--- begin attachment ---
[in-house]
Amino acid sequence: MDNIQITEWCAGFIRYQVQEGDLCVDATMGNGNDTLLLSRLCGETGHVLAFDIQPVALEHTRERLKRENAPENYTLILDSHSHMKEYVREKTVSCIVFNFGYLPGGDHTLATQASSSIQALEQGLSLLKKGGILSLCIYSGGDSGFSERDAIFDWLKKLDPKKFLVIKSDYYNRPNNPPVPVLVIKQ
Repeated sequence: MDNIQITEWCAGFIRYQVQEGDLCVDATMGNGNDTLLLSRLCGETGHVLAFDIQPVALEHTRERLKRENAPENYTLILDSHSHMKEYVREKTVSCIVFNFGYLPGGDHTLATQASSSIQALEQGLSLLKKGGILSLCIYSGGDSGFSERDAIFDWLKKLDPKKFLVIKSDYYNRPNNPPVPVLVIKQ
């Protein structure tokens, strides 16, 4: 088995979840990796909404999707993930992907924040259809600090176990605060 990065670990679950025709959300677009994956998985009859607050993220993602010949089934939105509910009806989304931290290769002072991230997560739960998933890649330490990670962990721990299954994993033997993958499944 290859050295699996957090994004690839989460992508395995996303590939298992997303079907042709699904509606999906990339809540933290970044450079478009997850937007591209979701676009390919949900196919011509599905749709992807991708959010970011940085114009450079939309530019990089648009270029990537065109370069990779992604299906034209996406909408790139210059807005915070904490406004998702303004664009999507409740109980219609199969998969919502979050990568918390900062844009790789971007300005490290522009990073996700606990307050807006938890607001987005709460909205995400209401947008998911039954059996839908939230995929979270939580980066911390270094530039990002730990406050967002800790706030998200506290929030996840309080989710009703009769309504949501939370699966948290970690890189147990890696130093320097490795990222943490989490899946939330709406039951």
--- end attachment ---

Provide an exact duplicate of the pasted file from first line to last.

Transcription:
[in-house]
Amino acid sequence: MDNIQITEWCAGFIRYQVQEGDLCVDATMGNGNDTLLLSRLCGETGHVLAFDIQPVALEHTRERLKRENAPENYTLILDSHSHMKEYVREKTVSCIVFNFGYLPGGDHTLATQASSSIQALEQGLSLLKKGGILSLCIYSGGDSGFSERDAIFDWLKKLDPKKFLVIKSDYYNRPNNPPVPVLVIKQ
Repeated sequence: MDNIQITEWCAGFIRYQVQEGDLCVDATMGNGNDTLLLSRLCGETGHVLAFDIQPVALEHTRERLKRENAPENYTLILDSHSHMKEYVREKTVSCIVFNFGYLPGGDHTLATQASSSIQALEQGLSLLKKGGILSLCIYSGGDSGFSERDAIFDWLKKLDPKKFLVIKSDYYNRPNNPPVPVLVIKQ
């Protein structure tokens, strides 16, 4: 088995979840990796909404999707993930992907924040259809600090176990605060 990065670990679950025709959300677009994956998985009859607050993220993602010949089934939105509910009806989304931290290769002072991230997560739960998933890649330490990670962990721990299954994993033997993958499944 290859050295699996957090994004690839989460992508395995996303590939298992997303079907042709699904509606999906990339809540933290970044450079478009997850937007591209979701676009390919949900196919011509599905749709992807991708959010970011940085114009450079939309530019990089648009270029990537065109370069990779992604299906034209996406909408790139210059807005915070904490406004998702303004664009999507409740109980219609199969998969919502979050990568918390900062844009790789971007300005490290522009990073996700606990307050807006938890607001987005709460909205995400209401947008998911039954059996839908939230995929979270939580980066911390270094530039990002730990406050967002800790706030998200506290929030996840309080989710009703009769309504949501939370699966948290970690890189147990890696130093320097490795990222943490989490899946939330709406039951």